10 Barefoot Water Skiing Tips
So you need 10 barefoot water skiing tips, do you? Barefoot water skiing is one of those newer fad-like sports that has seemed to catch on and spread like a fire. Who ever would have thought that skiing barefoot would ever be taken seriously. Barefoot water skiing sounds like some gag in a comedic theatrical release. However, barefoot waters skiing is a legitimate water sport now. Because of this, people need tips on just how to get the most out of their barefoot water skiing experience. So, check these out.
- Life vest. These are a must. Barefoot water skiing, like any other water sport is dangerous. So make sure you have a good vest to keep you from drowning.
- A spotter. There needs to be at least three people involved when you barefoot water ski. The guy driving the boat, the daredevil that's actually doing the barefoot water skiing, and a guy on the boat just to look out for the barefoot water skier. You know, just in case the skier falls into the water, or gets dragged.
- Goggles. Don't get in the water without them. You're guaranteed to be splashed in the face if you don't own a pair. The only thing harder than skiing barefoot id doing it without the use of your eyes.
- Getting up. You can't stand up right away. When the boat starts pulling you, you have to wait until you're going fast enough to use the friction against the water to attempt to lift up. When you're skimming over the water, you know it's time to attempt a stand up.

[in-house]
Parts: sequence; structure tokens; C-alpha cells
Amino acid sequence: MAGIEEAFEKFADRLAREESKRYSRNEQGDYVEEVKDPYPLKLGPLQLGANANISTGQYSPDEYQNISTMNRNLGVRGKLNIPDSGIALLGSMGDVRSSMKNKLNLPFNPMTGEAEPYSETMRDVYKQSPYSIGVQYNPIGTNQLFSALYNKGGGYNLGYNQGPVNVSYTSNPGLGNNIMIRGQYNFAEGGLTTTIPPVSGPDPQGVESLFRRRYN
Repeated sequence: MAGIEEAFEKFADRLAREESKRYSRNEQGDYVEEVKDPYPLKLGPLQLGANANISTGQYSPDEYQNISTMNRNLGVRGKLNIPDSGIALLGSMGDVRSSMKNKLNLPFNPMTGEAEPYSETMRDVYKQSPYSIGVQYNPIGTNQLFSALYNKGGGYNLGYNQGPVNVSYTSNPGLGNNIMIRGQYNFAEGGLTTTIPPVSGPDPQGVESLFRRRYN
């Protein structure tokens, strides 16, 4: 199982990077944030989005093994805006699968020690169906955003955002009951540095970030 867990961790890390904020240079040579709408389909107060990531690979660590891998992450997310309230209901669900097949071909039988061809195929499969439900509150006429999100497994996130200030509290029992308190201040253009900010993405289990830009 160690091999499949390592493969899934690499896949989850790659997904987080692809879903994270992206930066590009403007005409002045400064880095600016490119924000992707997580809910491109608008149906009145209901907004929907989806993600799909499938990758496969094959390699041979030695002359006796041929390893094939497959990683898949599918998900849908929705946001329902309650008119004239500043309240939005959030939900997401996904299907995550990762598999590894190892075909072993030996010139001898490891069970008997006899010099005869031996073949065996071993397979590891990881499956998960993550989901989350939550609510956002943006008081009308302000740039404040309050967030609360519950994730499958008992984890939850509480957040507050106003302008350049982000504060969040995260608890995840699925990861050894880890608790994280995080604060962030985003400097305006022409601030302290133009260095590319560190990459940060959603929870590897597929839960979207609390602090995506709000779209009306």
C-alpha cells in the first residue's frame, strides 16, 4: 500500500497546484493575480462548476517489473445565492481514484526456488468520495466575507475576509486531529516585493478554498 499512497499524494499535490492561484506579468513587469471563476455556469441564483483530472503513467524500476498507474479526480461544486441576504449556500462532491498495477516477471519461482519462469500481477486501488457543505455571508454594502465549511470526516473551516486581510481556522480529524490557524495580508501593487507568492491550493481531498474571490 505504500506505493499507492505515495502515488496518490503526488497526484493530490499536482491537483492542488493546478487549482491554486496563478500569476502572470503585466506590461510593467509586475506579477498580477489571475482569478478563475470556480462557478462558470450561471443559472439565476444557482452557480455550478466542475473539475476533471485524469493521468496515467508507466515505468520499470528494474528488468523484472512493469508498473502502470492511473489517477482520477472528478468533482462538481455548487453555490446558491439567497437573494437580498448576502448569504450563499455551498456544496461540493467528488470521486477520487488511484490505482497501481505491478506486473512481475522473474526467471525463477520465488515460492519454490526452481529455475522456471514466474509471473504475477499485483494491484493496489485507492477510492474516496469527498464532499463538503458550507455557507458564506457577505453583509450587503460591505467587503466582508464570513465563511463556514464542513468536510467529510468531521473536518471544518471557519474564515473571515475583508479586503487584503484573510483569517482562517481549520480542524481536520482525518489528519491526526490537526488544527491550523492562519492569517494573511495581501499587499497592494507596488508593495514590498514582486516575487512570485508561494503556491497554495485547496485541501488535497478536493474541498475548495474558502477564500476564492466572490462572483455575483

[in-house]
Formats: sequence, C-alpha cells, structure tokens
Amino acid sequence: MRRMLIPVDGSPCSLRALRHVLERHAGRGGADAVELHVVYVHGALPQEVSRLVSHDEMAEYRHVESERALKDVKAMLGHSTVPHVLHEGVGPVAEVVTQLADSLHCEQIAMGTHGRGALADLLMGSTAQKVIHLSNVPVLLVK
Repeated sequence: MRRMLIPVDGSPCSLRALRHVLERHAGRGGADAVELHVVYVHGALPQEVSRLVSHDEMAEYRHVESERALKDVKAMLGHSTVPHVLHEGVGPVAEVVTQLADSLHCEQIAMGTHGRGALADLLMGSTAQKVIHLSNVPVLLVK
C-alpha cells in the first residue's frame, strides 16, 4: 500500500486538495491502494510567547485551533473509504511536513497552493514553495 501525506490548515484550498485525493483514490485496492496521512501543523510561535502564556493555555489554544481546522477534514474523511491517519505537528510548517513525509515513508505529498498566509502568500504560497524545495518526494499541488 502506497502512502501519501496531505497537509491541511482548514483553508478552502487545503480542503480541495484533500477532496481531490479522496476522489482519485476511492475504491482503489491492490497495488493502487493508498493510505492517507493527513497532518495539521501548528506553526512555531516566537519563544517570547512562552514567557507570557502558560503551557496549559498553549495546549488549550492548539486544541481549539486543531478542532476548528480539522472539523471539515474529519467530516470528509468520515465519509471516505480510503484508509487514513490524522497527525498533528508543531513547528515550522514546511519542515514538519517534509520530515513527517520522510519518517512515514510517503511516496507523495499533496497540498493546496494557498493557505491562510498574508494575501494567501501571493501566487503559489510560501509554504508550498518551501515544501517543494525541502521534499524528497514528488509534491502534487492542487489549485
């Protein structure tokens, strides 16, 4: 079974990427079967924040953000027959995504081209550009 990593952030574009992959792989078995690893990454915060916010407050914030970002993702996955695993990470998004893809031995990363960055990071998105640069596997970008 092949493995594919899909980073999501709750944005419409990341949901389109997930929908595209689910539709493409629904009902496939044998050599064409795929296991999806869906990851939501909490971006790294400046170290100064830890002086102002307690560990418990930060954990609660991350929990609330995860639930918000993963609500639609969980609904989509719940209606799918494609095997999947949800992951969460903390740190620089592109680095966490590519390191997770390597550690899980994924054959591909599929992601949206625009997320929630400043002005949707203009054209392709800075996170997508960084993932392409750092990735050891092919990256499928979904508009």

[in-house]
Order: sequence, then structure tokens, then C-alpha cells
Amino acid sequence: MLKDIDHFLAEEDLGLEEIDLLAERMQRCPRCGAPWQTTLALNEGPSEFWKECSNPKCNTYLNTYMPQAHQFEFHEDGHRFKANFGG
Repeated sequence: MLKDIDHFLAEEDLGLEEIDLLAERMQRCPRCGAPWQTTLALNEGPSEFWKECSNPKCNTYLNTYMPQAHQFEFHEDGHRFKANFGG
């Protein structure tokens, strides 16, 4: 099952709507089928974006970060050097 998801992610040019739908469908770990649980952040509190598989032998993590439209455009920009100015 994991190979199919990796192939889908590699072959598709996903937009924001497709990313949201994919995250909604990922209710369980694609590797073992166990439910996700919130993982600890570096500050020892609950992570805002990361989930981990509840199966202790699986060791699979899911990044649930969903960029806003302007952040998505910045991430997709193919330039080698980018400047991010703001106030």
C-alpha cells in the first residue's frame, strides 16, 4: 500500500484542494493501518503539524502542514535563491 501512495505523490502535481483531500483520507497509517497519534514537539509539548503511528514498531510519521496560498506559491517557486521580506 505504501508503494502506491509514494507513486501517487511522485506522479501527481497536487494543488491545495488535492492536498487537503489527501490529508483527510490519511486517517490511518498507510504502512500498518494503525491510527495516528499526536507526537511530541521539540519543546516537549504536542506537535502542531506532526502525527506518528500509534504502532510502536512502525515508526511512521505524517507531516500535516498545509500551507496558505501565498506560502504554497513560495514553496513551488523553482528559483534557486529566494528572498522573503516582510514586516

- Lift off. Once you get to a speed that will sustain you standing, you have to quickly change positions from being dragged to standing. The way you do this is to push your legs out in front of you while still holding on to the cable. It's important to be fluid when attempting this. You can't be slow. In one smooth motion you need to push your legs out and pull up on the cable.
- Your feet. These are your skis. So you have to angle them the way your skis would be angled in the water. Your heels should be slightly submerged, but your toes and the front of your feet need to be angled upward. This is so the water can push off the bottom of your feet giving you the friction needed to lift up out of the water.
- Your legs. Because you don't have the advantage of skis for dragging you across the water, you need to pay more attention to your leg positioning. Make sure they're shoulder length apart and slightly bent. Don't be to rigid. You're going to have to react to every bump in the water if you want to stay up. In order to do this, you have to keep your legs loose.
- Your arms. The same thing goes for your arms. They can't be too loose, but if you're gripping the cable with stiff, totally extended arms, you wont be able to react to changes in the water correctly and you'll end up in the water. Keep your arms firm but loose enough to react.
- Your core. You're going to have to use all the ab and back muscles you have in order to barefoot water ski correctly. Once again, it's important to be strong, but don't be so tight that you can't adjust to the waves in the water. You're going to have to shift your weight back and forth to help you balance.
- You will fall. It's inevitable. No one can barefoot water ski for an hour without falling in. Just try your best and have fun.